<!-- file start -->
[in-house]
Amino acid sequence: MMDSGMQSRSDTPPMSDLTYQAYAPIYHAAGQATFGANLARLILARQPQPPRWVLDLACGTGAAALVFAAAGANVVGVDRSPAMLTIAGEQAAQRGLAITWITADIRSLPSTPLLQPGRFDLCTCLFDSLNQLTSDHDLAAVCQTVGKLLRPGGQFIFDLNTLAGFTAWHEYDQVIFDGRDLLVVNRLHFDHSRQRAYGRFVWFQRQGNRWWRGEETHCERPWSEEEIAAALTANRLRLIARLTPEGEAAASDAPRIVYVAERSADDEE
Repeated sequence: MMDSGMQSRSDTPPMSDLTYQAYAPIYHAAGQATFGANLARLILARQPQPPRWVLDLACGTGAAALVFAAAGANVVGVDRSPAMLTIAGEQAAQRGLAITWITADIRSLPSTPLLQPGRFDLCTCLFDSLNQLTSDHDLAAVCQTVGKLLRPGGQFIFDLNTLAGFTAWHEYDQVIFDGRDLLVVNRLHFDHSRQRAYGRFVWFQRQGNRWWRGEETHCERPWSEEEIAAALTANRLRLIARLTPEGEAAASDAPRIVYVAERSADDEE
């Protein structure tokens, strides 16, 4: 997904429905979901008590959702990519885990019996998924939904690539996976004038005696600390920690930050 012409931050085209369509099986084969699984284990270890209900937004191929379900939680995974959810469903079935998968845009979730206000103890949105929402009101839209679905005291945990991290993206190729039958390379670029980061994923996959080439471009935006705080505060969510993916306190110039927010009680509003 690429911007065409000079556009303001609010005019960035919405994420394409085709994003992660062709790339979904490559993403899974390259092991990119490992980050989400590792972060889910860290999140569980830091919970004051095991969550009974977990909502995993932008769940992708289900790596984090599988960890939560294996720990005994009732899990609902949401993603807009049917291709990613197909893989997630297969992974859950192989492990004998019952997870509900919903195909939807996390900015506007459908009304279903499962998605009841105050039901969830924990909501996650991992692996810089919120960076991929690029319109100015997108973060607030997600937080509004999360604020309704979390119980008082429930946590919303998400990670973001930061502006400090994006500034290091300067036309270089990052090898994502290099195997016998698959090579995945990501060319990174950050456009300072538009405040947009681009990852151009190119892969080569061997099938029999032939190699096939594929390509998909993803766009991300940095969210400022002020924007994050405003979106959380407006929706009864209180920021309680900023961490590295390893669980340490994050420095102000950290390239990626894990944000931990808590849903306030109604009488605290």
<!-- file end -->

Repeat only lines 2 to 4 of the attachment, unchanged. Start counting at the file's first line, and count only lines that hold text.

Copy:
Amino acid sequence: MMDSGMQSRSDTPPMSDLTYQAYAPIYHAAGQATFGANLARLILARQPQPPRWVLDLACGTGAAALVFAAAGANVVGVDRSPAMLTIAGEQAAQRGLAITWITADIRSLPSTPLLQPGRFDLCTCLFDSLNQLTSDHDLAAVCQTVGKLLRPGGQFIFDLNTLAGFTAWHEYDQVIFDGRDLLVVNRLHFDHSRQRAYGRFVWFQRQGNRWWRGEETHCERPWSEEEIAAALTANRLRLIARLTPEGEAAASDAPRIVYVAERSADDEE
Repeated sequence: MMDSGMQSRSDTPPMSDLTYQAYAPIYHAAGQATFGANLARLILARQPQPPRWVLDLACGTGAAALVFAAAGANVVGVDRSPAMLTIAGEQAAQRGLAITWITADIRSLPSTPLLQPGRFDLCTCLFDSLNQLTSDHDLAAVCQTVGKLLRPGGQFIFDLNTLAGFTAWHEYDQVIFDGRDLLVVNRLHFDHSRQRAYGRFVWFQRQGNRWWRGEETHCERPWSEEEIAAALTANRLRLIARLTPEGEAAASDAPRIVYVAERSADDEE
């Protein structure tokens, strides 16, 4: 997904429905979901008590959702990519885990019996998924939904690539996976004038005696600390920690930050 012409931050085209369509099986084969699984284990270890209900937004191929379900939680995974959810469903079935998968845009979730206000103890949105929402009101839209679905005291945990991290993206190729039958390379670029980061994923996959080439471009935006705080505060969510993916306190110039927010009680509003 690429911007065409000079556009303001609010005019960035919405994420394409085709994003992660062709790339979904490559993403899974390259092991990119490992980050989400590792972060889910860290999140569980830091919970004051095991969550009974977990909502995993932008769940992708289900790596984090599988960890939560294996720990005994009732899990609902949401993603807009049917291709990613197909893989997630297969992974859950192989492990004998019952997870509900919903195909939807996390900015506007459908009304279903499962998605009841105050039901969830924990909501996650991992692996810089919120960076991929690029319109100015997108973060607030997600937080509004999360604020309704979390119980008082429930946590919303998400990670973001930061502006400090994006500034290091300067036309270089990052090898994502290099195997016998698959090579995945990501060319990174950050456009300072538009405040947009681009990852151009190119892969080569061997099938029999032939190699096939594929390509998909993803766009991300940095969210400022002020924007994050405003979106959380407006929706009864209180920021309680900023961490590295390893669980340490994050420095102000950290390239990626894990944000931990808590849903306030109604009488605290």